- MSC celebrates that 20.000th sustainable MSC-labelled product comes from Migros
- Potential measures against the Faroe Islands
- Council Mandate Brings CFP Reform Closer
- North Sea RAC meets the Norwegian Fishermen’s Association
- European Commission unveils maritime strategy for the Atlantic
- All Aboard for the Reform of Common Fisheries Policy
- New Managing Director at Qalut Vónin
- Commission calls for cooperation to boost sustainable aquaculture in Europe
- Russia complains over EU-Mauritania Fisheries Partnership Agreement before WTO
- Damanaki at Seafood Expo 2013
- Damanaki launching new online market intelligence tool for fisheries
- Action Plan to save sea birds
- World`s largest Seafood Trade Fair opens tomorrow
- Agriculture and Fisheries Council, 22 April 2013
- Reviving the Mediterranean blue economy through cooperation
Wharf debate for upcoming lobster season
The talk on the wharf is perhaps more certain in the uncertain lobster industry in southwestern Nova Scotia.
With the setting in of another lobster season fishermen are busy preparing many things such as the cost of fuel; the condition of the stocks; the quality of the lobsters; and the available market given these uncertain economic times. Blair Shaw, a lobster fisherman for the last eight years has captained a boat out of Little River, Yarmouth County, N.S. Before that he fished with his father.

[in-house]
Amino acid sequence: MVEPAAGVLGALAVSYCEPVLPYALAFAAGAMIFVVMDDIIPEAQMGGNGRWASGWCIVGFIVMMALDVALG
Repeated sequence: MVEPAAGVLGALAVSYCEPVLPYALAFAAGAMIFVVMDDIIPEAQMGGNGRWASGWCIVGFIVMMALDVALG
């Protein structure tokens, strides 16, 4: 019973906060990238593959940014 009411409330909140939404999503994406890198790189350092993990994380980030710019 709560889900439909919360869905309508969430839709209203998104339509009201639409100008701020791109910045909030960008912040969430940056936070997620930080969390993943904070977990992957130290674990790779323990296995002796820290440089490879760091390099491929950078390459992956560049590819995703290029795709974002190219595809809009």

Shaw says the price is one of the chief concerns for everyone. He told that what makes him most nervous about the price is that for a number of years it hasn't been what fishermen have hoped for. He also told that it is always something new that puts the price down it seems and since (expenses) are getting higher and higher and higher, it doesn't look good for this fall either.
Despite the concerns and changing economics of the industry many fishermen tries not to change too much about his preparation each season. According to Shaw he will once again fish with a crew of four, counting himself. Fuel will again be a major expense. In talking with other people he knows who fish, Shaw estimates a fisherman spends an average of $25,000 a year on fuel alone.
The number of fishermen who can afford not to fish year round certainly isn't as high as it might have once been. Shaw is one of the ones on the water all year. He has bills to pay including a loan on hit boat, which means downtime isn't much of an option.
WorldFishingToday d. 12-11-2008